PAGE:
23 Jun

'Australia seeks to revive free-trade push with digital agenda' Hans van Leeuwen, Australian Financial Review

Australia seeks to revive free-trade push with digital agenda
Hans van Leeuwen

London | Australia will look to liberalise data flows and harmonise tech standards with Britain as part of the recently launched free-trade talks, in what appears to be a part of a broader Morrison Government push to drive forward a new digital trade agenda.

Trade Minister Simon Birmingham told an online business audience in Australia and Britain late on Monday (AEST) that he wanted to see the Australia-Britain free-trade agreement (FTA) adopt broadly the same suite of measures that Canberra recently nutted out with Singapore.

That follows the recent Australian Financial Review revelation that the US also wants to add a new chapter to its FTA with Australia covering the same areas as the Singapore Digital Economy Agreement (DEA).

"There is no doubt that the DEA can serve as a strong precedent - and indeed a trigger - for bilateral and multilateral developments well beyond its immediate regional context," said Michael Lawson, partner in charge at Mallesons King Wood in Singapore.

The DEA, agreed in March, eases curbs on data transfers between Singapore and Australia, and drops the requirement that data must be stored in a particular jurisdiction.

It also commits the two countries to collaborate on e-invoicing standards; develop shared ledger technologies for official documents; harmonise customs procedures and data standards; respect each other's privacy requirements; and not demand the transfer of source code when software is exported, distributed or sold from one country to the other.

Senator Birmingham told the two Australia-Britain chambers of commerce that he hoped Canberra and London could "build on some important breakthrough agreements that Australia has recently struck", citing the DEA.

"It is crucial for us to look at how we can harmonise wherever possible in terms of the recognition of technological platforms and what they can bring to business, whilst providing for the openness to innovate as well," he said.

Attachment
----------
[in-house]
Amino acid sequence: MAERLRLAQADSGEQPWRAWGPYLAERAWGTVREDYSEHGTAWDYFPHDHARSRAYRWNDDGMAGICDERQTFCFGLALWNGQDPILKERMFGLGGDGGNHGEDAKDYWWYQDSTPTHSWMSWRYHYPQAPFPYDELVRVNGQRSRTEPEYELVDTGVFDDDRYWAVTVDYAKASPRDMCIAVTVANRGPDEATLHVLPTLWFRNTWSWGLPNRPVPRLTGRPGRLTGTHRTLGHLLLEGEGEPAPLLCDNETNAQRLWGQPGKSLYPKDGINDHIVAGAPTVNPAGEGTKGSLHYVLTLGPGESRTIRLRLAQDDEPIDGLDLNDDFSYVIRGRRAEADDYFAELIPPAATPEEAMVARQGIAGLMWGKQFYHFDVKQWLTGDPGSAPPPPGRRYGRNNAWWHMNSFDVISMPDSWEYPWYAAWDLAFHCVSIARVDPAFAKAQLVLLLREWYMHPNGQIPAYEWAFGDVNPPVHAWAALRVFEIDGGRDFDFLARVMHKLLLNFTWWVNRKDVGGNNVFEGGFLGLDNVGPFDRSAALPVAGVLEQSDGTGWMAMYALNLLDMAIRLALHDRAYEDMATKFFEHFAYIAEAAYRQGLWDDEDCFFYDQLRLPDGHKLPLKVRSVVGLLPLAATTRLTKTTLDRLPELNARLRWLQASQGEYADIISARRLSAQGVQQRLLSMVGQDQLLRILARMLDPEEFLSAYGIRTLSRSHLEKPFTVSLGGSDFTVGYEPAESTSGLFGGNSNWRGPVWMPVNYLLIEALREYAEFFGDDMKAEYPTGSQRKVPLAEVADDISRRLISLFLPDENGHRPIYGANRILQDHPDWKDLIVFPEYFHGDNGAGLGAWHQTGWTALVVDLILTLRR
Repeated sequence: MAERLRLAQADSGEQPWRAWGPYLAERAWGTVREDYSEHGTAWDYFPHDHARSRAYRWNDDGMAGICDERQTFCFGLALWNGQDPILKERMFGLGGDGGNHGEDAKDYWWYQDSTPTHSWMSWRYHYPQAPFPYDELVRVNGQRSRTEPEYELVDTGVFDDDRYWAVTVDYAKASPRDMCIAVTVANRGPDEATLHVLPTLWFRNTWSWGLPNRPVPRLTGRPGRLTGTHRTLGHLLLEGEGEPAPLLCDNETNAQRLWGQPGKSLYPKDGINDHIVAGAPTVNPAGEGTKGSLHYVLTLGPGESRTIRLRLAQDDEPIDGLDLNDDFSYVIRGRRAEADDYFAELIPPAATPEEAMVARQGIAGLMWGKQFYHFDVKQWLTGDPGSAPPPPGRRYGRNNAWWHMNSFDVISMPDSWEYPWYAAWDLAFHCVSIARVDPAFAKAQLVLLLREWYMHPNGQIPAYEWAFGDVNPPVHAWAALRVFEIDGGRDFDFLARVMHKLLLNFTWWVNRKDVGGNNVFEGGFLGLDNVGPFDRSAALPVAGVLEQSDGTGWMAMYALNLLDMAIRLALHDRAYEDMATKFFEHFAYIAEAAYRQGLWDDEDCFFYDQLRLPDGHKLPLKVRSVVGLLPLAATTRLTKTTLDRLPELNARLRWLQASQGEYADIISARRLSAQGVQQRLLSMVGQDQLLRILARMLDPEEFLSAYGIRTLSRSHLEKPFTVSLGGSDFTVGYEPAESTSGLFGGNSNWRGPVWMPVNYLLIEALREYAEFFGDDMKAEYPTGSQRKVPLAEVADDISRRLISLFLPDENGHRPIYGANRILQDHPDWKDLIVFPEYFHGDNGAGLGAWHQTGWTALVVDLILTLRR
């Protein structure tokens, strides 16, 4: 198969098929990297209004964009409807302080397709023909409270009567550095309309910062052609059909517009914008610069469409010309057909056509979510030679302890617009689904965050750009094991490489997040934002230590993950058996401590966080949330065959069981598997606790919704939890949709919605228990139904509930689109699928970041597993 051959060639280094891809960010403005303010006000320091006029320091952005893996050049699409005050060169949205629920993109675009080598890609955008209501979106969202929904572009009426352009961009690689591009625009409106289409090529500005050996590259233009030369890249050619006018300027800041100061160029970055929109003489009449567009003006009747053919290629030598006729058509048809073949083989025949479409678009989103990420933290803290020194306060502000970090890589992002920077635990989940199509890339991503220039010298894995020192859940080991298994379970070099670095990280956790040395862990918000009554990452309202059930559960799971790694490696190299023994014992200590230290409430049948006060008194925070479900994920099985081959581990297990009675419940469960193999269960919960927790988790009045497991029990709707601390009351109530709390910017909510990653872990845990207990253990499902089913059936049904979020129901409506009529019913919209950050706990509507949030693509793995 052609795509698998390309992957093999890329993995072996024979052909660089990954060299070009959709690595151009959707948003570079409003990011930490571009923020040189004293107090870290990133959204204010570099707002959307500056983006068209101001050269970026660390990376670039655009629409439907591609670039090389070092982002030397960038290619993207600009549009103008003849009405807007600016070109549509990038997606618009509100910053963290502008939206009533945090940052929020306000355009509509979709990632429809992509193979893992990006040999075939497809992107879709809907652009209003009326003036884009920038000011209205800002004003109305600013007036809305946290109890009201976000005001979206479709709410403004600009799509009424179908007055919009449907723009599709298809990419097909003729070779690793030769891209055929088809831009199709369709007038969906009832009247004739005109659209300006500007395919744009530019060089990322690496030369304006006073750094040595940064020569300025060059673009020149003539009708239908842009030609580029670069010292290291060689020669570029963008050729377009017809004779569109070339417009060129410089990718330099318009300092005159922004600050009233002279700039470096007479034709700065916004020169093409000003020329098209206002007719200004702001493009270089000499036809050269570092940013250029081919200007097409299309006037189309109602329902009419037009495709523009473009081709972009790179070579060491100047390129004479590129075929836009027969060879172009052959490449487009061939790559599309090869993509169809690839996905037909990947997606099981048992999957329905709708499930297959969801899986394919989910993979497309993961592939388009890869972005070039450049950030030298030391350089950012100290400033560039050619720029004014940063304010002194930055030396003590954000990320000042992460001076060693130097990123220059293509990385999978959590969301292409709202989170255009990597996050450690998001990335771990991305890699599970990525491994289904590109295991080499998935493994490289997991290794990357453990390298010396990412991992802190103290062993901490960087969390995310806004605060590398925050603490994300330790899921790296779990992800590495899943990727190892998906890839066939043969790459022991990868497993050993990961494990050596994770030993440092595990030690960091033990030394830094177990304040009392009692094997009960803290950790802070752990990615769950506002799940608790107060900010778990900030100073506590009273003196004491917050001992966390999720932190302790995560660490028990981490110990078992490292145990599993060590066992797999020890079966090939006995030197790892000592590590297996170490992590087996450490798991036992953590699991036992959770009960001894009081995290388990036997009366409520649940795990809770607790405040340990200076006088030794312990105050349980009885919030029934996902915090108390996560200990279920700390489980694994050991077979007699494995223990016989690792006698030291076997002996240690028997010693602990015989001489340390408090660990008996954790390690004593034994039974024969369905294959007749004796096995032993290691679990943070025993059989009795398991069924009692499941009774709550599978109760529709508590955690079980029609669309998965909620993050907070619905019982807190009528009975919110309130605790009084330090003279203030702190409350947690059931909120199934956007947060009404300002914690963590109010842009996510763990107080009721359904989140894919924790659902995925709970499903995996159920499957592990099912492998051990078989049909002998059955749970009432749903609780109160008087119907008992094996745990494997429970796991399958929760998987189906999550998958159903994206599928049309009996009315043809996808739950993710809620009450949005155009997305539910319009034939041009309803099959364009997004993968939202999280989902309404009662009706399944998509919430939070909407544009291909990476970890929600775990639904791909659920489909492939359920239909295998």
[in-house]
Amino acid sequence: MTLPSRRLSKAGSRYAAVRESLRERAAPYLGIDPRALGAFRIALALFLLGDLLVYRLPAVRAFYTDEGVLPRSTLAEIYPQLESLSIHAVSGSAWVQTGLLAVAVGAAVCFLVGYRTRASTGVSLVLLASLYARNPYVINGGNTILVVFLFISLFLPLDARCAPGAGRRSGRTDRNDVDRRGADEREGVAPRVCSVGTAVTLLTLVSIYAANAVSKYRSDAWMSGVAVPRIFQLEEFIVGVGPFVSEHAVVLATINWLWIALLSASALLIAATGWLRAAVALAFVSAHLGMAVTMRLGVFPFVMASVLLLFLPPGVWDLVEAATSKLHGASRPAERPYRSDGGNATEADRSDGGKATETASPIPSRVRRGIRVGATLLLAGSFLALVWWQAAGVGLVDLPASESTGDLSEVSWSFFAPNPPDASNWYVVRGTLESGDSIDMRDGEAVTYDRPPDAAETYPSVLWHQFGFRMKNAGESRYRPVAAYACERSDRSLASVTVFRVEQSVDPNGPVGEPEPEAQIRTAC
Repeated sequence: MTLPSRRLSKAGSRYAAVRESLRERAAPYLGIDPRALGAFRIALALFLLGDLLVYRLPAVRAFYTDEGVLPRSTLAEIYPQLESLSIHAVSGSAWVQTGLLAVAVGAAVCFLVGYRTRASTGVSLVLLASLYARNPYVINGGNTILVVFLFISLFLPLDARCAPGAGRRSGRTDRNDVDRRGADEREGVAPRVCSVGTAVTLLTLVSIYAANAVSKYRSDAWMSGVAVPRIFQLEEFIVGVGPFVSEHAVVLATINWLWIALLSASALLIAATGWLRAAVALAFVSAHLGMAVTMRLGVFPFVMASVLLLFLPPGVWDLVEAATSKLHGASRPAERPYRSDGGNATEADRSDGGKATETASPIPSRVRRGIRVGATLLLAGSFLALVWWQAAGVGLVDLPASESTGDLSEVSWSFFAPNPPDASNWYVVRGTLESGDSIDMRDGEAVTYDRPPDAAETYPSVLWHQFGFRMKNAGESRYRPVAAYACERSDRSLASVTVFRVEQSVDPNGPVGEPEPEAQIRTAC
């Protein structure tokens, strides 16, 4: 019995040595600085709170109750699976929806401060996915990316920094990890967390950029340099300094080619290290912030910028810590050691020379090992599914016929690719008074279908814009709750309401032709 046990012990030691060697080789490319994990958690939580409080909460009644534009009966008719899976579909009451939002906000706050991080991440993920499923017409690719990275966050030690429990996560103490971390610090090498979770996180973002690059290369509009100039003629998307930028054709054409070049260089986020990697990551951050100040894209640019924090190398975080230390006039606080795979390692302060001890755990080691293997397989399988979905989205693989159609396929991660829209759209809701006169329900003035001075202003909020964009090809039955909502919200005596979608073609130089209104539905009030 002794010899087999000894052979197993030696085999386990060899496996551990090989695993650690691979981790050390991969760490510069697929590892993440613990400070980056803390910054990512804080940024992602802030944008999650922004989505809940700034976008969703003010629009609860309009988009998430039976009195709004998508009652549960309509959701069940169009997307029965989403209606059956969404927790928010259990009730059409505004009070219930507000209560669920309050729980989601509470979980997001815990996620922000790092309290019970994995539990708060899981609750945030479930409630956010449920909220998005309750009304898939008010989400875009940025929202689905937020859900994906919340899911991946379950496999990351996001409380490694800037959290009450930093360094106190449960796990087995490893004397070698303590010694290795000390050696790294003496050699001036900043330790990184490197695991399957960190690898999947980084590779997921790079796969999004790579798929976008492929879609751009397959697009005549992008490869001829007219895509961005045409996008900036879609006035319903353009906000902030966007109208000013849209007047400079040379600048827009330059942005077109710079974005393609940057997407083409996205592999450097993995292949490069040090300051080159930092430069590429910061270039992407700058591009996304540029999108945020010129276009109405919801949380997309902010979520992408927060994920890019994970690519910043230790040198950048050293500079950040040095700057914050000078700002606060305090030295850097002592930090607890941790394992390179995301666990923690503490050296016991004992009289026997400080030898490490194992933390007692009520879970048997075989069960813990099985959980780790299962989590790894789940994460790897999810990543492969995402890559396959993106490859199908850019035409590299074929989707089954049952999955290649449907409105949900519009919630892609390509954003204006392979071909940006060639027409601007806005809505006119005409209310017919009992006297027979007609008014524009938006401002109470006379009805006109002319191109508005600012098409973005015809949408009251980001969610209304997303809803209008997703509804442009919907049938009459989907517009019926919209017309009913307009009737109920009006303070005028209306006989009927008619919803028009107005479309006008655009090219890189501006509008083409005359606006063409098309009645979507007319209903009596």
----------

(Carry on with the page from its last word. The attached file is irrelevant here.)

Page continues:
The new digital focus could help Canberra make headway on the trade liberalisation agenda even as geopolitical tensions cloud progress in multilateral forums and also threaten higher tariffs and fresh barriers to the trade in physical goods.

Senator Birmingham said the push also recognised the surge in e-commerce during the COVID-19 crisis, as lockdowns prevented physical transactions and drove buyers and sellers on line.

"We see real potential there, you can certainly see the pick-up in digital trade and commerce has been astounding in these last few tragic months," he said.

"That is really only accelerating a trend that is already evident, one that we're sure will continue after the crisis is past."

"Some [British businesses] have talked about 10 years of digital innovation compressed into three months," Carolyn Fairbairn, head of the British business lobby group CBI, told the chambers' webinar.

"How we make the most of that is by setting the bar really high in our [free-trade] agreement, it's quite exciting."

US trade ambassador Robert Lighthizer was asked about potential trade deals, including with Australia, at a hearing of the Congressional Ways and Means Committee.  

Mr Lawson agreed, saying FTAs could "break down some of the barriers that presently exist simply because international and domestic rules and regulation haven’t kept up with the pace of change".

"Our clients and our economies stand to benefit enormously from improved inter-operability of digital economy policy and regulation," he said.

Australia and Britain launched their FTA talks last week, with the ambition to conclude a deal as soon as the end of this year. Negotiations have not yet begun, but there have been several rounds of informal 'scoping' talks.

Australia has meanwhile taken the lead in marshalling a group of about 80 countries to develop a new regime covering e-commerce and corporate data flows, potentially plugging a critical gap in the multilateral trading system and easing companies' ability to do business across borders.

Those "plurilateral" talks began last year and are taking place at the World Trade Organisation in Geneva, although they're not a formal WTO negotiation.

 

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